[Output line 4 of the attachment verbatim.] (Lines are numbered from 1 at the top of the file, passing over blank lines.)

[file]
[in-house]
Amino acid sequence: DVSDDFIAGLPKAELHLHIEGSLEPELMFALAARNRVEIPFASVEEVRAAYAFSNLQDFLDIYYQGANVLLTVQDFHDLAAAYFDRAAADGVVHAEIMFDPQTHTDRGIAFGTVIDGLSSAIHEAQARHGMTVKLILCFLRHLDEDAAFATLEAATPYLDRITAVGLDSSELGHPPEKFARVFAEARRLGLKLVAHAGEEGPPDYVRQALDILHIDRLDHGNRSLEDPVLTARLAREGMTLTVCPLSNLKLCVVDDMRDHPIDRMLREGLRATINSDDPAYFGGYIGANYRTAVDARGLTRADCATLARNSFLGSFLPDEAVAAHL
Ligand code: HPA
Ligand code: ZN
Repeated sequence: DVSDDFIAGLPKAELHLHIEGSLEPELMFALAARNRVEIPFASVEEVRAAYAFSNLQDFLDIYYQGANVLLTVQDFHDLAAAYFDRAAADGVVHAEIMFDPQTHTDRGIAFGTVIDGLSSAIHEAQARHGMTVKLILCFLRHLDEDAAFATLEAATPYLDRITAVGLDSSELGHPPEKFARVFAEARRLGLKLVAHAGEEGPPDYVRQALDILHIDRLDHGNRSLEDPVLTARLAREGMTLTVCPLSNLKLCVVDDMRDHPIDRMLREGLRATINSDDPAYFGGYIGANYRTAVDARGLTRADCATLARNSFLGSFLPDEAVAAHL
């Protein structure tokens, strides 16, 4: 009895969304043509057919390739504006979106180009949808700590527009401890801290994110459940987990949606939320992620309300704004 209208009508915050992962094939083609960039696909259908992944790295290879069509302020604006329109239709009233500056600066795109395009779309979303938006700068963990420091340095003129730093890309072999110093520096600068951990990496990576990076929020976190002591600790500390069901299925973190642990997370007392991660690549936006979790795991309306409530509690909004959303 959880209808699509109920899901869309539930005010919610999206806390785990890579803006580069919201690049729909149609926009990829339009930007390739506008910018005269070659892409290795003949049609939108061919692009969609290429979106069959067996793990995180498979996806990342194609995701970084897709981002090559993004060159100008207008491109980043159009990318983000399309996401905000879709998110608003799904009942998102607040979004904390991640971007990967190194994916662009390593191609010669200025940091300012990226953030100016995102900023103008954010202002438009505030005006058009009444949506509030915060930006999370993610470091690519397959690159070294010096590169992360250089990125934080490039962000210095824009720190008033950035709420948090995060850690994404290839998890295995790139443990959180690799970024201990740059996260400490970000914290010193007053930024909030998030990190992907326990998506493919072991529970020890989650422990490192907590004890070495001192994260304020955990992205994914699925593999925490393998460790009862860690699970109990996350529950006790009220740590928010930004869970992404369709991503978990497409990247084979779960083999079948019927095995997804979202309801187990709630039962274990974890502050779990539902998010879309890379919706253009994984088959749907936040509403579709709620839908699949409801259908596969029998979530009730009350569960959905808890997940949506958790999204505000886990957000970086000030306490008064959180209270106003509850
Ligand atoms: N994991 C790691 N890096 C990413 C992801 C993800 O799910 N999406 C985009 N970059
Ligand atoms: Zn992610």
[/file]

Ligand code: ZN